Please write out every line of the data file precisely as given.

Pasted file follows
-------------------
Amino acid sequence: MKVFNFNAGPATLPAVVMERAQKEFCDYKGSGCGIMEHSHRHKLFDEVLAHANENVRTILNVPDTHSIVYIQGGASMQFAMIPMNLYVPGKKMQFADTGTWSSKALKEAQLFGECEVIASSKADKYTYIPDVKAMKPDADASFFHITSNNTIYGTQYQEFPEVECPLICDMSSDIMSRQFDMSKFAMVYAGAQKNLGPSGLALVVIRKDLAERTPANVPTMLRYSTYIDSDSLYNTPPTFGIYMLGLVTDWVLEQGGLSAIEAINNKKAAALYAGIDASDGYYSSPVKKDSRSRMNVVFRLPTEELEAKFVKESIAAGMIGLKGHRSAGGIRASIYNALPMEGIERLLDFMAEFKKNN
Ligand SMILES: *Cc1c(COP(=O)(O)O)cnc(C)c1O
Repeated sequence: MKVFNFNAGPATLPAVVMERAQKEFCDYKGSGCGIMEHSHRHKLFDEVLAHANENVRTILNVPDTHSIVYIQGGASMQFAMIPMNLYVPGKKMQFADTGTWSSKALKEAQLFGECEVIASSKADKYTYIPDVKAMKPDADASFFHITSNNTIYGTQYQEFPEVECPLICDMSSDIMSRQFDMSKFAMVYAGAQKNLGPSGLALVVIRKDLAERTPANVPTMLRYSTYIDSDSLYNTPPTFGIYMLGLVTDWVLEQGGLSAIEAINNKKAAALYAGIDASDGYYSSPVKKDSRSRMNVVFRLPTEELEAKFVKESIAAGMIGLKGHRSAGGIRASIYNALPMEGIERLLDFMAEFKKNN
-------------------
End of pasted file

Amino acid sequence: MKVFNFNAGPATLPAVVMERAQKEFCDYKGSGCGIMEHSHRHKLFDEVLAHANENVRTILNVPDTHSIVYIQGGASMQFAMIPMNLYVPGKKMQFADTGTWSSKALKEAQLFGECEVIASSKADKYTYIPDVKAMKPDADASFFHITSNNTIYGTQYQEFPEVECPLICDMSSDIMSRQFDMSKFAMVYAGAQKNLGPSGLALVVIRKDLAERTPANVPTMLRYSTYIDSDSLYNTPPTFGIYMLGLVTDWVLEQGGLSAIEAINNKKAAALYAGIDASDGYYSSPVKKDSRSRMNVVFRLPTEELEAKFVKESIAAGMIGLKGHRSAGGIRASIYNALPMEGIERLLDFMAEFKKNN
Ligand SMILES: *Cc1c(COP(=O)(O)O)cnc(C)c1O
Repeated sequence: MKVFNFNAGPATLPAVVMERAQKEFCDYKGSGCGIMEHSHRHKLFDEVLAHANENVRTILNVPDTHSIVYIQGGASMQFAMIPMNLYVPGKKMQFADTGTWSSKALKEAQLFGECEVIASSKADKYTYIPDVKAMKPDADASFFHITSNNTIYGTQYQEFPEVECPLICDMSSDIMSRQFDMSKFAMVYAGAQKNLGPSGLALVVIRKDLAERTPANVPTMLRYSTYIDSDSLYNTPPTFGIYMLGLVTDWVLEQGGLSAIEAINNKKAAALYAGIDASDGYYSSPVKKDSRSRMNVVFRLPTEELEAKFVKESIAAGMIGLKGHRSAGGIRASIYNALPMEGIERLLDFMAEFKKNN